Let’s face it: no one likes criticism, but we all have blind spots and need others to help us grow and mature as leaders. It is wise for leaders to have a good support network for counsel and guidance in these areas. Proverbs 27:6 reminds us, “The wounds of a friend are trustworthy, but the kisses of an enemy are excessive.” We all need the kind of friends who will help make us better by helping us see where we need to grow.
In order to get the most out of healthy criticism, it is also important for us to not be too easily offended. Keep these words from Charles Spurgeon in mind: “If any man thinks ill of you, do not be angry with him, for you are worse than he thinks you to be.” If we desire growth, then we must put pride to death and learn to welcome and receive healthy criticism.
We were created to live in community. God created us with the need to lean into Him as well as others. Proverbs 27:17 says, “Iron sharpens iron, and one person sharpens another.” We need one another to both encourage and challenge us in our walks with Christ and in our leadership as we use the gifts He has given us. When a critique or negative comment is given, ask yourself if there’s even a small part that can help improve your leadership. For example: Did the critique start with, “I love the way you…” or “You did a good job, but…” Then ask yourself, “What can I learn from the hurtful/hard parts?” Take the time to lean into this question because we can always learn something from even the harshest criticisms.
However, even though it is important to look to criticism as God’s tool for making you a stronger leader, it is important to not let it feed your insecurities. Remember that people who push us make us think deeper, work harder, and help us grow. Their words may be hard to hear, but when they are spoken in truth and with love, they can help us mature in our faith and in our leadership. Be willing to listen for truth, take on the attitude of a learner, and lean in to the wisdom that is being given.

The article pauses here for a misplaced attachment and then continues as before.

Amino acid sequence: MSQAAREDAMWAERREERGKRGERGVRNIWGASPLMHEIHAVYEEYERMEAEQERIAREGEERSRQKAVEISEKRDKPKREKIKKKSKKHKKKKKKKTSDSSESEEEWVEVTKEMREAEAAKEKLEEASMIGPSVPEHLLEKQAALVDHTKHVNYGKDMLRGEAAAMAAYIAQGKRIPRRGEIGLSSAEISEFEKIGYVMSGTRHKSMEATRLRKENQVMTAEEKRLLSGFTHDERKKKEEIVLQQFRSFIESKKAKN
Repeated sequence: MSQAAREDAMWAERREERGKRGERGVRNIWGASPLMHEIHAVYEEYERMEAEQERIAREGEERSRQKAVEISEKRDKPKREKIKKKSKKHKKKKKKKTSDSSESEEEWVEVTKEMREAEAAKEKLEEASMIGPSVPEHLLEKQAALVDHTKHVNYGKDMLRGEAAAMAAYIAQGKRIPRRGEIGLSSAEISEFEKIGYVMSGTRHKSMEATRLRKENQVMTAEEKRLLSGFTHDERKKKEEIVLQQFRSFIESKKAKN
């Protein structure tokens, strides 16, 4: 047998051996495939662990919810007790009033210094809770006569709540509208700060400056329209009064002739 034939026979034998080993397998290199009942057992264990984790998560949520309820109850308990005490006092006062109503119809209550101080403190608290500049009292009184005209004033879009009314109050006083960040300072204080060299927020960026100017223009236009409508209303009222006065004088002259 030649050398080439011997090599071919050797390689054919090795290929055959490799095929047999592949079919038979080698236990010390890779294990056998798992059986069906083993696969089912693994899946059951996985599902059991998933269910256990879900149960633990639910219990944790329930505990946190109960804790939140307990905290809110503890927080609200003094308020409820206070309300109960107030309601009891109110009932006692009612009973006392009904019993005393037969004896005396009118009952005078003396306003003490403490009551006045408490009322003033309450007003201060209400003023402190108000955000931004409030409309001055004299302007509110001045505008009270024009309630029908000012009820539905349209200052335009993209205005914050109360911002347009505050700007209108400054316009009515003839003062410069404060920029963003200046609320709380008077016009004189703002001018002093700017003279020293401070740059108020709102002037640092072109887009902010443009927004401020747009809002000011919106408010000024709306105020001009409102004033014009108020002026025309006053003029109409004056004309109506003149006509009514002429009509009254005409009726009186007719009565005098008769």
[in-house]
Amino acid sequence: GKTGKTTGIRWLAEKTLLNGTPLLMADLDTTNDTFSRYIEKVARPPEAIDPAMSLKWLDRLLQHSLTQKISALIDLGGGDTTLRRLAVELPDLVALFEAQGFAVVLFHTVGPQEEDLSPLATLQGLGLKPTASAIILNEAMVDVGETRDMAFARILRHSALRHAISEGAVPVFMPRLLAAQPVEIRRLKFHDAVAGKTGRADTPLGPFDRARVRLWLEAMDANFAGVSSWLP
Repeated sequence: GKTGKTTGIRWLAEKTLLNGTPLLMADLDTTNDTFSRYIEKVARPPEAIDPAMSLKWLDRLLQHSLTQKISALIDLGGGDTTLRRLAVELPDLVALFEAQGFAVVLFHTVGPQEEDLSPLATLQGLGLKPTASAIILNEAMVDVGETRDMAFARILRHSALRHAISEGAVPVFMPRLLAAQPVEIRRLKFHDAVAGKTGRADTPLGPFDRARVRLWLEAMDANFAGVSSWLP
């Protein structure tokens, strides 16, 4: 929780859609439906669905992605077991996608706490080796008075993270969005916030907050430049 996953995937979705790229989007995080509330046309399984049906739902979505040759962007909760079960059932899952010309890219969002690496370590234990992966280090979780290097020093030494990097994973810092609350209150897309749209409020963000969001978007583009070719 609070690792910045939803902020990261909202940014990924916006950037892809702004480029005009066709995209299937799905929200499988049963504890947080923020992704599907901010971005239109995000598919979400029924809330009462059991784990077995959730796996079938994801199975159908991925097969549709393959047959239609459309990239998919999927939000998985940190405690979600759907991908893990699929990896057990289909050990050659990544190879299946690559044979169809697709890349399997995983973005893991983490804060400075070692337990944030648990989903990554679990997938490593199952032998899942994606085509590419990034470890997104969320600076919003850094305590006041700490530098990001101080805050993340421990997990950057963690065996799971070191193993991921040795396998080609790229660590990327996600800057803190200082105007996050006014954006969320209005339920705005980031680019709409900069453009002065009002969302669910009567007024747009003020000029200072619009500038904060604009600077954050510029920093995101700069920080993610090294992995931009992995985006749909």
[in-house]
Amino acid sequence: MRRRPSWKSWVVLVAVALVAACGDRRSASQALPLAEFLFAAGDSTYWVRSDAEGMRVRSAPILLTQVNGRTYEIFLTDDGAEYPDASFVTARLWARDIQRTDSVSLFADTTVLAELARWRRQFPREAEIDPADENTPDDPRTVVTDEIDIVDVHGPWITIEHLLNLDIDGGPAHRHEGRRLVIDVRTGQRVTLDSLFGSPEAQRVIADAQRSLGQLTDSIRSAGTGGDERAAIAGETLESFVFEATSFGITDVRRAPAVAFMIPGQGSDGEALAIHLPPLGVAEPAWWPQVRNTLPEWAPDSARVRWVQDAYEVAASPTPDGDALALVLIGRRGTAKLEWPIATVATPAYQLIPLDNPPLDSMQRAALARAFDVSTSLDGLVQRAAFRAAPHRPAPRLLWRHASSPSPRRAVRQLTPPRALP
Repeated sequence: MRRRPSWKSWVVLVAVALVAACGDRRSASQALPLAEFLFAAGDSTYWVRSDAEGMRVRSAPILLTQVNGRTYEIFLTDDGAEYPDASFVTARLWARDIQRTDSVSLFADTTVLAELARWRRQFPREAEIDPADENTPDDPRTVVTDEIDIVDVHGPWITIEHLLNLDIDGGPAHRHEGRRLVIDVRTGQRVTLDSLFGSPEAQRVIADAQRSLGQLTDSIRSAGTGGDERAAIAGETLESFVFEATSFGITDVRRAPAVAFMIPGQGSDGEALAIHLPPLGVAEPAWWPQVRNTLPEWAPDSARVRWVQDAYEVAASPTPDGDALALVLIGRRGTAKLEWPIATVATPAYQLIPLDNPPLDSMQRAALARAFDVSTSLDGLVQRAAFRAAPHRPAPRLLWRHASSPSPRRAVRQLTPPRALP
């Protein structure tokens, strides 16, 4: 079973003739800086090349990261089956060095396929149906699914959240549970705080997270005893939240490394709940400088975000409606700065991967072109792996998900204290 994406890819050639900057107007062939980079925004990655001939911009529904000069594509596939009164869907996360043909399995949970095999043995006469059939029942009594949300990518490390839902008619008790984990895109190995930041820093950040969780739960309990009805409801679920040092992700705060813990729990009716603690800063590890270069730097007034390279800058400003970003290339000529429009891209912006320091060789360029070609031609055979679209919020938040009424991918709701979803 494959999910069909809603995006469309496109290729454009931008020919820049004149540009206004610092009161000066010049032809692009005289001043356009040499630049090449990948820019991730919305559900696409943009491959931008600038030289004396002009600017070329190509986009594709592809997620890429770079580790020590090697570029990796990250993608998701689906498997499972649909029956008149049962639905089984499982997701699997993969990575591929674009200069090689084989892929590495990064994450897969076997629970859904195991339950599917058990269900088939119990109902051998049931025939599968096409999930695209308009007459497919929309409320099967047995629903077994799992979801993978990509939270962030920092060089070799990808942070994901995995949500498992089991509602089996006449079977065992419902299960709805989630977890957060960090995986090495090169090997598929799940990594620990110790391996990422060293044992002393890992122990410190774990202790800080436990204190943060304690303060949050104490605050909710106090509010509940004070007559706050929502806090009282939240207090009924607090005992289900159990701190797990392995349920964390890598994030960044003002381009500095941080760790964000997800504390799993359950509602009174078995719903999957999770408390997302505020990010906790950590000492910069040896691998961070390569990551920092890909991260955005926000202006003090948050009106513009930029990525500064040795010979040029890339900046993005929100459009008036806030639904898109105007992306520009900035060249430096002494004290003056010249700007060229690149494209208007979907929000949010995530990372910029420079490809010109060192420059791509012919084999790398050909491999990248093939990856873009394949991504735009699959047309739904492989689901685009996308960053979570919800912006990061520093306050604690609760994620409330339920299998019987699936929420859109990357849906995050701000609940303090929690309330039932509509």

Leadership is difficult and sometimes thankless. It is important to remember that you lead because God called you and provided the opportunity. Lead to serve others and only lead to please an audience of One—the only One who deserves to receive glory.
Lesley is the Women’s Discipleship Director for the Summit Church in Durham, North Carolina. She is responsible for the discipleship of over 6,000 women spread over ten campuses and spends the majority of her time developing and equipping leaders who share the task of making disciples. Before this role, Lesley was the Assistant Director of Women’s Life at Southeastern Seminary where she received her MA in Christian Studies. She also served eight years with her family with the International Mission Board in Western Europe and Central Asia. She has a passion to see all women participating in God’s mission, using their gifts to serve the church, further His kingdom, and bring God glory. She is married and has two adult children and one grandson.